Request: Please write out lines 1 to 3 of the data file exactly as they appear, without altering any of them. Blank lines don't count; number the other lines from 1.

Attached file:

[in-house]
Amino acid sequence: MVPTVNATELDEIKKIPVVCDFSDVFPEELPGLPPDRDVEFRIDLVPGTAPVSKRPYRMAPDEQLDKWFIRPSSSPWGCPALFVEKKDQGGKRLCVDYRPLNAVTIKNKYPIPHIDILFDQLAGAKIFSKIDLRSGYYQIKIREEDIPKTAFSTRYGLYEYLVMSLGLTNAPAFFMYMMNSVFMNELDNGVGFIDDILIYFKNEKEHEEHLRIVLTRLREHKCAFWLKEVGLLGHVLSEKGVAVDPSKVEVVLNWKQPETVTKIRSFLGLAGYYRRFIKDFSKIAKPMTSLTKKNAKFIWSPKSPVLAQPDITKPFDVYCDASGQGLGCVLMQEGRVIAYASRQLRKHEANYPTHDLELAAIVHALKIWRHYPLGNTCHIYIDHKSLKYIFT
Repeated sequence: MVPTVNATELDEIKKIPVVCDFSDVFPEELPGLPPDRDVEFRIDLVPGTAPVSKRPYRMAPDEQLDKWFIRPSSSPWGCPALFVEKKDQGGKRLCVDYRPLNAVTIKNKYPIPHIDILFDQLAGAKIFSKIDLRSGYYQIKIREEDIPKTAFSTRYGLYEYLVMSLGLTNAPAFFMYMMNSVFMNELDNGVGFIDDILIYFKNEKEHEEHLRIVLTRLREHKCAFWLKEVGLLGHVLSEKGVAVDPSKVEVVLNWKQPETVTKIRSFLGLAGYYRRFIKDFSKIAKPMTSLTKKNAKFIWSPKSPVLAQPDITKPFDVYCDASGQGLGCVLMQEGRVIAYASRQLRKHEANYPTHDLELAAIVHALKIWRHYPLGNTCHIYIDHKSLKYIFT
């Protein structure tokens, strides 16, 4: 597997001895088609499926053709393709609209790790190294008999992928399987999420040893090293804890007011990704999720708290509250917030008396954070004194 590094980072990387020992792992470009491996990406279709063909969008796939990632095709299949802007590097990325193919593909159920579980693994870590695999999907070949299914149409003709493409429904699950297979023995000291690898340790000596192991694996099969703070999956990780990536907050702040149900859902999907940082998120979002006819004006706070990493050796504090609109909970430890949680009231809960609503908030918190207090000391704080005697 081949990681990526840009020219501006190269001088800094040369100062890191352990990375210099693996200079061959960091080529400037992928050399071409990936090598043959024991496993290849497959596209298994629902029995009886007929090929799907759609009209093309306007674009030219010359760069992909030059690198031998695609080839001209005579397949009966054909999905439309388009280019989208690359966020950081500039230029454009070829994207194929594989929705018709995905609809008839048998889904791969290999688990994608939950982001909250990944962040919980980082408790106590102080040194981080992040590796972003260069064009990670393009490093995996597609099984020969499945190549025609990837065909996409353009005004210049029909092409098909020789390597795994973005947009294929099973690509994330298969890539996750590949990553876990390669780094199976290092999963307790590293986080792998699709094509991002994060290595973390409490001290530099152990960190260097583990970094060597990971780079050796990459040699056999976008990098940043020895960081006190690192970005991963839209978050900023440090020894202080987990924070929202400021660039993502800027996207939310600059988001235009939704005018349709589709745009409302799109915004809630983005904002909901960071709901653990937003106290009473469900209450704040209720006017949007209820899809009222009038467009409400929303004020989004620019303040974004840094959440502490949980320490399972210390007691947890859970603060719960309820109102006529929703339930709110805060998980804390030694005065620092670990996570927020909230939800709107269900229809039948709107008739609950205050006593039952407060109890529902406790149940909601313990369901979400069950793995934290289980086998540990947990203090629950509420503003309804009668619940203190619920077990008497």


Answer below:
[in-house]
Amino acid sequence: MVPTVNATELDEIKKIPVVCDFSDVFPEELPGLPPDRDVEFRIDLVPGTAPVSKRPYRMAPDEQLDKWFIRPSSSPWGCPALFVEKKDQGGKRLCVDYRPLNAVTIKNKYPIPHIDILFDQLAGAKIFSKIDLRSGYYQIKIREEDIPKTAFSTRYGLYEYLVMSLGLTNAPAFFMYMMNSVFMNELDNGVGFIDDILIYFKNEKEHEEHLRIVLTRLREHKCAFWLKEVGLLGHVLSEKGVAVDPSKVEVVLNWKQPETVTKIRSFLGLAGYYRRFIKDFSKIAKPMTSLTKKNAKFIWSPKSPVLAQPDITKPFDVYCDASGQGLGCVLMQEGRVIAYASRQLRKHEANYPTHDLELAAIVHALKIWRHYPLGNTCHIYIDHKSLKYIFT
Repeated sequence: MVPTVNATELDEIKKIPVVCDFSDVFPEELPGLPPDRDVEFRIDLVPGTAPVSKRPYRMAPDEQLDKWFIRPSSSPWGCPALFVEKKDQGGKRLCVDYRPLNAVTIKNKYPIPHIDILFDQLAGAKIFSKIDLRSGYYQIKIREEDIPKTAFSTRYGLYEYLVMSLGLTNAPAFFMYMMNSVFMNELDNGVGFIDDILIYFKNEKEHEEHLRIVLTRLREHKCAFWLKEVGLLGHVLSEKGVAVDPSKVEVVLNWKQPETVTKIRSFLGLAGYYRRFIKDFSKIAKPMTSLTKKNAKFIWSPKSPVLAQPDITKPFDVYCDASGQGLGCVLMQEGRVIAYASRQLRKHEANYPTHDLELAAIVHALKIWRHYPLGNTCHIYIDHKSLKYIFT